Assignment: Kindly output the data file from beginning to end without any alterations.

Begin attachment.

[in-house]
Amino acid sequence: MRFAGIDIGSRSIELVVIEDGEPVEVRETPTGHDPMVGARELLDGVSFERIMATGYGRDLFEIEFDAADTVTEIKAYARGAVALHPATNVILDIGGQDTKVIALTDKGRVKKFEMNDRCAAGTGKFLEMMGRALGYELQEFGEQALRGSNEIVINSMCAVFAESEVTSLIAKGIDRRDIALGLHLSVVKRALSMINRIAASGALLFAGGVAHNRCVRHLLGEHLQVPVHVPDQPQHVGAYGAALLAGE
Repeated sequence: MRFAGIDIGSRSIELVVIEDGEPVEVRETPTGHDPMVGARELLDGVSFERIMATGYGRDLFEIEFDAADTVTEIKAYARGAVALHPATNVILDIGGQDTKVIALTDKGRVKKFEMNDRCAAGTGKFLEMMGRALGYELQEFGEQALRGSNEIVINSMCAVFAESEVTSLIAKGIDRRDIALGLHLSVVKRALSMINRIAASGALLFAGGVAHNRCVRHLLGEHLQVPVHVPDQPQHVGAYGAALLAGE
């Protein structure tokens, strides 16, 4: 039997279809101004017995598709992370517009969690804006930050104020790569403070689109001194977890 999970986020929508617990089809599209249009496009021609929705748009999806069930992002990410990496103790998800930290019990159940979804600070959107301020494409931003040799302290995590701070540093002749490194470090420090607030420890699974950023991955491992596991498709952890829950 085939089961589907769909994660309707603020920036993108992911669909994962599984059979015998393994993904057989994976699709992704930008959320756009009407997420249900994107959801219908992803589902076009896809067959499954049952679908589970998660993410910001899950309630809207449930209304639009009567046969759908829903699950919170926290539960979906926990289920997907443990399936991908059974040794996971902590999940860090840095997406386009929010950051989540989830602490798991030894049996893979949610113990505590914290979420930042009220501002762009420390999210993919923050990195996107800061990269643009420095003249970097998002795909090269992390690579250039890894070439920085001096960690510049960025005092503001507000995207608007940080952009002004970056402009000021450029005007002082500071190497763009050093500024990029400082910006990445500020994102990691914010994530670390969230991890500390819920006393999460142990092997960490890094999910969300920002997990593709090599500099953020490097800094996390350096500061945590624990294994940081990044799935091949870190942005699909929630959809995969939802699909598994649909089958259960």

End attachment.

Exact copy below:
[in-house]
Amino acid sequence: MRFAGIDIGSRSIELVVIEDGEPVEVRETPTGHDPMVGARELLDGVSFERIMATGYGRDLFEIEFDAADTVTEIKAYARGAVALHPATNVILDIGGQDTKVIALTDKGRVKKFEMNDRCAAGTGKFLEMMGRALGYELQEFGEQALRGSNEIVINSMCAVFAESEVTSLIAKGIDRRDIALGLHLSVVKRALSMINRIAASGALLFAGGVAHNRCVRHLLGEHLQVPVHVPDQPQHVGAYGAALLAGE
Repeated sequence: MRFAGIDIGSRSIELVVIEDGEPVEVRETPTGHDPMVGARELLDGVSFERIMATGYGRDLFEIEFDAADTVTEIKAYARGAVALHPATNVILDIGGQDTKVIALTDKGRVKKFEMNDRCAAGTGKFLEMMGRALGYELQEFGEQALRGSNEIVINSMCAVFAESEVTSLIAKGIDRRDIALGLHLSVVKRALSMINRIAASGALLFAGGVAHNRCVRHLLGEHLQVPVHVPDQPQHVGAYGAALLAGE
């Protein structure tokens, strides 16, 4: 039997279809101004017995598709992370517009969690804006930050104020790569403070689109001194977890 999970986020929508617990089809599209249009496009021609929705748009999806069930992002990410990496103790998800930290019990159940979804600070959107301020494409931003040799302290995590701070540093002749490194470090420090607030420890699974950023991955491992596991498709952890829950 085939089961589907769909994660309707603020920036993108992911669909994962599984059979015998393994993904057989994976699709992704930008959320756009009407997420249900994107959801219908992803589902076009896809067959499954049952679908589970998660993410910001899950309630809207449930209304639009009567046969759908829903699950919170926290539960979906926990289920997907443990399936991908059974040794996971902590999940860090840095997406386009929010950051989540989830602490798991030894049996893979949610113990505590914290979420930042009220501002762009420390999210993919923050990195996107800061990269643009420095003249970097998002795909090269992390690579250039890894070439920085001096960690510049960025005092503001507000995207608007940080952009002004970056402009000021450029005007002082500071190497763009050093500024990029400082910006990445500020994102990691914010994530670390969230991890500390819920006393999460142990092997960490890094999910969300920002997990593709090599500099953020490097800094996390350096500061945590624990294994940081990044799935091949870190942005699909929630959809995969939802699909598994649909089958259960």